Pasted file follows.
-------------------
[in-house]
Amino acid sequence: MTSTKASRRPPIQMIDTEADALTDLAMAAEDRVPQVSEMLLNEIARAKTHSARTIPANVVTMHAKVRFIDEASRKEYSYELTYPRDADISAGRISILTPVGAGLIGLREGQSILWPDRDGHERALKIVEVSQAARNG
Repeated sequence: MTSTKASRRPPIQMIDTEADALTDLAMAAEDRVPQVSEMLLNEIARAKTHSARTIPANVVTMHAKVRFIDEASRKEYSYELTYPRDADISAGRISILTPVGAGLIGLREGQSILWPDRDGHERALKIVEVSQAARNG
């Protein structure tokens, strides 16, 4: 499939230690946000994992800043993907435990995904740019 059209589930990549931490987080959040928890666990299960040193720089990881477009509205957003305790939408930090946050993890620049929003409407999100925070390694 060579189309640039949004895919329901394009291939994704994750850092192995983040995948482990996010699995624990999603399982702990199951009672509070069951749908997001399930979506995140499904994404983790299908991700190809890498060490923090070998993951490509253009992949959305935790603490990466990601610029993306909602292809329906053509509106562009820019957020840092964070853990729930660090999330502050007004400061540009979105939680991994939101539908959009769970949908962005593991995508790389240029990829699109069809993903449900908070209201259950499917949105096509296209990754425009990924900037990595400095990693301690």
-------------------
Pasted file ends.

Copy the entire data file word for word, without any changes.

[in-house]
Amino acid sequence: MTSTKASRRPPIQMIDTEADALTDLAMAAEDRVPQVSEMLLNEIARAKTHSARTIPANVVTMHAKVRFIDEASRKEYSYELTYPRDADISAGRISILTPVGAGLIGLREGQSILWPDRDGHERALKIVEVSQAARNG
Repeated sequence: MTSTKASRRPPIQMIDTEADALTDLAMAAEDRVPQVSEMLLNEIARAKTHSARTIPANVVTMHAKVRFIDEASRKEYSYELTYPRDADISAGRISILTPVGAGLIGLREGQSILWPDRDGHERALKIVEVSQAARNG
């Protein structure tokens, strides 16, 4: 499939230690946000994992800043993907435990995904740019 059209589930990549931490987080959040928890666990299960040193720089990881477009509205957003305790939408930090946050993890620049929003409407999100925070390694 060579189309640039949004895919329901394009291939994704994750850092192995983040995948482990996010699995624990999603399982702990199951009672509070069951749908997001399930979506995140499904994404983790299908991700190809890498060490923090070998993951490509253009992949959305935790603490990466990601610029993306909602292809329906053509509106562009820019957020840092964070853990729930660090999330502050007004400061540009979105939680991994939101539908959009769970949908962005593991995508790389240029990829699109069809993903449900908070209201259950499917949105096509296209990754425009990924900037990595400095990693301690």